Put up with

Put up with is an idiom that has been in use for about 250 years. An idiom is a word, group of words or phrase that has a figurative meaning that is not easily deduced from its literal definition. Often using descriptive imagery, common idioms are words and phrases used in the English language in order to convey a concise idea, and are often spoken or are considered informal or conversational. English idioms can illustrate emotion more quickly than a phrase that has a literal meaning, even when the etymology or origin of the idiomatic expression is lost. An idiom is a metaphorical figure of speech, and it is understood that it is not a use of literal language. Figures of speech have definitions and connotations that go beyond the literal meaning of the words. Mastery of the turn of phrase of an idiom or other parts of speech is essential for the English learner. Many English as a Second Language students do not understand idiomatic expressions such as in a blue moon, spill the beans, let the cat out of the bag, chin up, on the ball, barking up the wrong tree, kick the bucket, hit the nail on the head, under the weather, piece of cake, when pigs fly, and raining cats and dogs, as they attempt to translate them word for word, which yields only the literal meaning. In addition to learning vocabulary and grammar, one must understand the phrasing of the figurative language of idiomatic phrases in order to know English like a native speaker. We will examine the meaning of the idiom put up with, from where this expression is derived, and some examples of its use in sentences.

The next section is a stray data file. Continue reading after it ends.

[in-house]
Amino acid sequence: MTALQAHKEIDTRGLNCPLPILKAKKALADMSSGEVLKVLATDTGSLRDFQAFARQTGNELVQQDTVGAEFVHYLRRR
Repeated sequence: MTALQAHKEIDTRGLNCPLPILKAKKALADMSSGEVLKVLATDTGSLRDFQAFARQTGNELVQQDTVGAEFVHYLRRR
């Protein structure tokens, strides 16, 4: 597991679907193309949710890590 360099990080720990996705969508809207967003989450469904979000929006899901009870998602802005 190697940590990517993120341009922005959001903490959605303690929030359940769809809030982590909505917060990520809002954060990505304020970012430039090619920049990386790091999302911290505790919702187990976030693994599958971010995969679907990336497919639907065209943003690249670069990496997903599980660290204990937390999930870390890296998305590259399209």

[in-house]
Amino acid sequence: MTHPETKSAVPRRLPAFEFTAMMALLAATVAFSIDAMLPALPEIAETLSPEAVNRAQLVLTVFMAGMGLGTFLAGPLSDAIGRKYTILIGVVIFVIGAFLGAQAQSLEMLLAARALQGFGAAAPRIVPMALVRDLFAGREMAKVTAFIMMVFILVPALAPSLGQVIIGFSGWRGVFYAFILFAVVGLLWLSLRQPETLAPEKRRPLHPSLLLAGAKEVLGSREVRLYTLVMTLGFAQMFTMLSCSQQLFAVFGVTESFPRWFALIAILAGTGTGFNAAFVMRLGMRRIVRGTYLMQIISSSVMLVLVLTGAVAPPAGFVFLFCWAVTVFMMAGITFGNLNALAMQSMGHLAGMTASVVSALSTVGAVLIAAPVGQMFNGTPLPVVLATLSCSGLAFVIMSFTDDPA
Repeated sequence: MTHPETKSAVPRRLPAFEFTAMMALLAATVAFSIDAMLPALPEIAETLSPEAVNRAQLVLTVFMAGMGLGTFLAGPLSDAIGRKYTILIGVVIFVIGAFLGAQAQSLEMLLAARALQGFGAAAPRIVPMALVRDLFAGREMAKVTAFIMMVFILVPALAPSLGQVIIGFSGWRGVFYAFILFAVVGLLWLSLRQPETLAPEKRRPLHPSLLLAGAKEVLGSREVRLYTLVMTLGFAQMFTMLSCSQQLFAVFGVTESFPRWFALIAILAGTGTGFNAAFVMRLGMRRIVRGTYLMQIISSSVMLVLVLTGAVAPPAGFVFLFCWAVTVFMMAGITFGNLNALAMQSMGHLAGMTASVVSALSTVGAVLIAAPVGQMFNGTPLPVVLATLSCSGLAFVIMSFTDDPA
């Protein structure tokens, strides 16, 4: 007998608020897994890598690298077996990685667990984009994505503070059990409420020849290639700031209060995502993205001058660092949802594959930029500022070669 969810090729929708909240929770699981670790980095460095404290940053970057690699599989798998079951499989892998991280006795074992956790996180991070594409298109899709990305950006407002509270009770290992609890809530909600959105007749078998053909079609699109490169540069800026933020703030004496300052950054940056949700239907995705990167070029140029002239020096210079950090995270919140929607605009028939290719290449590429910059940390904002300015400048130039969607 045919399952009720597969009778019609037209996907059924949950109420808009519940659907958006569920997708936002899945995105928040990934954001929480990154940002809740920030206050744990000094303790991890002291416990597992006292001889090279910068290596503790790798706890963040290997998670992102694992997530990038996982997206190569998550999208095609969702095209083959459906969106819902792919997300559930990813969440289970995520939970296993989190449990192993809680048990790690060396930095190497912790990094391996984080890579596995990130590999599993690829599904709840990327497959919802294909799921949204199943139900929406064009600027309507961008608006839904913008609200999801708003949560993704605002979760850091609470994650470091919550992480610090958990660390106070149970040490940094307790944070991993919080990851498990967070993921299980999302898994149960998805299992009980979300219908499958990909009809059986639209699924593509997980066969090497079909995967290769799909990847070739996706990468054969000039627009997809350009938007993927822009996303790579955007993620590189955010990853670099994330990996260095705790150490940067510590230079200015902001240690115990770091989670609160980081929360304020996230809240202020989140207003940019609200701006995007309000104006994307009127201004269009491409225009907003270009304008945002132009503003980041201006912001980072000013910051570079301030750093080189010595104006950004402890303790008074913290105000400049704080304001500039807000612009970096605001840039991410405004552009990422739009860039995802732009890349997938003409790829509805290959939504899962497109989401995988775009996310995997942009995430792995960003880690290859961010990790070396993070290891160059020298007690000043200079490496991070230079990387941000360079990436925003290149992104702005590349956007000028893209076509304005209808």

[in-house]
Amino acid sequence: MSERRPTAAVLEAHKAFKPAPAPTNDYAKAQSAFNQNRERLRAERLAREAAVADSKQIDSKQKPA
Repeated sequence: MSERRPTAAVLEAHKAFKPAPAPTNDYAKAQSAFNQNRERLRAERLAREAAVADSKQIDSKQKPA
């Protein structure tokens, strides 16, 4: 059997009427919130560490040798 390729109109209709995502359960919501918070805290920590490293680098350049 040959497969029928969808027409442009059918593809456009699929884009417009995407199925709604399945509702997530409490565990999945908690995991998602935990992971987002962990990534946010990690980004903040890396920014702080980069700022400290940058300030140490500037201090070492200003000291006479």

To put up with someone or something means to tolerate it, to endure something annoying, to patiently accept something or someone that is unpleasant. One usually puts up with someone or something as a kindness or in order to achieve a bigger goal. To put up with is a phrasal verb, related phrases are puts up with, putting up with. The idiom put up with first came into use in the 1770s, and evolved from an older idiom, to put up.


“We’ve had a terrible summer,” said Fossitt, who has also put up with regular heavy truck traffic and piles of dust. (The Ottawa Citizen)

Molly-Mae’s comments mean she’s unlikely to put up with Tommy’s lack of independence in the real world once they leave the villa. (The Mirror)

Kass explained: “We had to put up with this damp, unclean water smell and you just never really felt clean, you just felt dirty the whole time and we had to sit there for a whole week.” (The Sun)

Queen Catherine “had a lot to put up with” after travelling to Britain to Portugal to cement the British Royal Family’s alliance with Lisbon through her marriage to Charles II, BBC presenter Fiona Bruce claimed. (The Daily Express)

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